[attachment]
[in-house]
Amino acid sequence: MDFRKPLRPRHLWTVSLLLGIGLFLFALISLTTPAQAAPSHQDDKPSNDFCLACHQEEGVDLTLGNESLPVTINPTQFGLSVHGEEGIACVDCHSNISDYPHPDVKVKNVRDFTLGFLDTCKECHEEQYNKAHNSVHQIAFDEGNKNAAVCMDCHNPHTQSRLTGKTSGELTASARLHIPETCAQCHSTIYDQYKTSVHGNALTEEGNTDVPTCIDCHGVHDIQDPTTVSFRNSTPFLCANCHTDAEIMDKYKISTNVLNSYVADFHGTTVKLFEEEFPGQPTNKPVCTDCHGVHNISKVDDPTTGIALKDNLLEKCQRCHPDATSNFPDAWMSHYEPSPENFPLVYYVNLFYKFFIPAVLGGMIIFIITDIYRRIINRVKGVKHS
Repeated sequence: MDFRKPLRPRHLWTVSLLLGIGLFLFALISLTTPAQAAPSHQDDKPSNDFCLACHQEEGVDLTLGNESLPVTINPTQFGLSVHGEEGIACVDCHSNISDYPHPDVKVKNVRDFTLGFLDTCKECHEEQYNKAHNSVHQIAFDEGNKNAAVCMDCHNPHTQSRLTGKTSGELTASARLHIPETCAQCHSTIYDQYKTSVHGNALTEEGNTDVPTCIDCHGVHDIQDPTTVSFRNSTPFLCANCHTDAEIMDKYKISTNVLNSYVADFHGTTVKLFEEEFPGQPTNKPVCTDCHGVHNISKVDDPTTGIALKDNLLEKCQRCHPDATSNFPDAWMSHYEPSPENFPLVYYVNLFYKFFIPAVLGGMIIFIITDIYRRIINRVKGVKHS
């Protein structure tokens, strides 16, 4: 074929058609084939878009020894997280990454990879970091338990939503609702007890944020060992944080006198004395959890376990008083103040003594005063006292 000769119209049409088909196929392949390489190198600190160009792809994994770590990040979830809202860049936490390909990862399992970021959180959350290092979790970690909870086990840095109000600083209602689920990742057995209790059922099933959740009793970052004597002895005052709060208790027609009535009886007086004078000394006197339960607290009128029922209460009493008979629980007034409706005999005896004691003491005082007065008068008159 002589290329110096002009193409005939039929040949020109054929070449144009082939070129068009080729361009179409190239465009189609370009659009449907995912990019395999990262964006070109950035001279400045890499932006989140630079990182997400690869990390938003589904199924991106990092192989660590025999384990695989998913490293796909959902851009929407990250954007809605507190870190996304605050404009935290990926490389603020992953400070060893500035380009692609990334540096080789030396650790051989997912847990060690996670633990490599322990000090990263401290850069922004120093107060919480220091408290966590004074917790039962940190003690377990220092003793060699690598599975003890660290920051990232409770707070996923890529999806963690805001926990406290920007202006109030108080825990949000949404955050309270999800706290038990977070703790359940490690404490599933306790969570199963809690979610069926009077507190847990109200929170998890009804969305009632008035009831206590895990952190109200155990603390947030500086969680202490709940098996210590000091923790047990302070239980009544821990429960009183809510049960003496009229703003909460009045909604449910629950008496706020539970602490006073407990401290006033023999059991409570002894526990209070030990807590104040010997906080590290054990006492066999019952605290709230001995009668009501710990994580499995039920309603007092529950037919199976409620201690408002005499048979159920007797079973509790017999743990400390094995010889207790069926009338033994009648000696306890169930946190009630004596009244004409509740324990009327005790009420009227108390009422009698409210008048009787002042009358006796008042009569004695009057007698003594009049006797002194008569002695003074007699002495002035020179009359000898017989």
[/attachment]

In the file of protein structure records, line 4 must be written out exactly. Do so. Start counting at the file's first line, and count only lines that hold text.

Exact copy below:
């Protein structure tokens, strides 16, 4: 074929058609084939878009020894997280990454990879970091338990939503609702007890944020060992944080006198004395959890376990008083103040003594005063006292 000769119209049409088909196929392949390489190198600190160009792809994994770590990040979830809202860049936490390909990862399992970021959180959350290092979790970690909870086990840095109000600083209602689920990742057995209790059922099933959740009793970052004597002895005052709060208790027609009535009886007086004078000394006197339960607290009128029922209460009493008979629980007034409706005999005896004691003491005082007065008068008159 002589290329110096002009193409005939039929040949020109054929070449144009082939070129068009080729361009179409190239465009189609370009659009449907995912990019395999990262964006070109950035001279400045890499932006989140630079990182997400690869990390938003589904199924991106990092192989660590025999384990695989998913490293796909959902851009929407990250954007809605507190870190996304605050404009935290990926490389603020992953400070060893500035380009692609990334540096080789030396650790051989997912847990060690996670633990490599322990000090990263401290850069922004120093107060919480220091408290966590004074917790039962940190003690377990220092003793060699690598599975003890660290920051990232409770707070996923890529999806963690805001926990406290920007202006109030108080825990949000949404955050309270999800706290038990977070703790359940490690404490599933306790969570199963809690979610069926009077507190847990109200929170998890009804969305009632008035009831206590895990952190109200155990603390947030500086969680202490709940098996210590000091923790047990302070239980009544821990429960009183809510049960003496009229703003909460009045909604449910629950008496706020539970602490006073407990401290006033023999059991409570002894526990209070030990807590104040010997906080590290054990006492066999019952605290709230001995009668009501710990994580499995039920309603007092529950037919199976409620201690408002005499048979159920007797079973509790017999743990400390094995010889207790069926009338033994009648000696306890169930946190009630004596009244004409509740324990009327005790009420009227108390009422009698409210008048009787002042009358006796008042009569004695009057007698003594009049006797002194008569002695003074007699002495002035020179009359000898017989």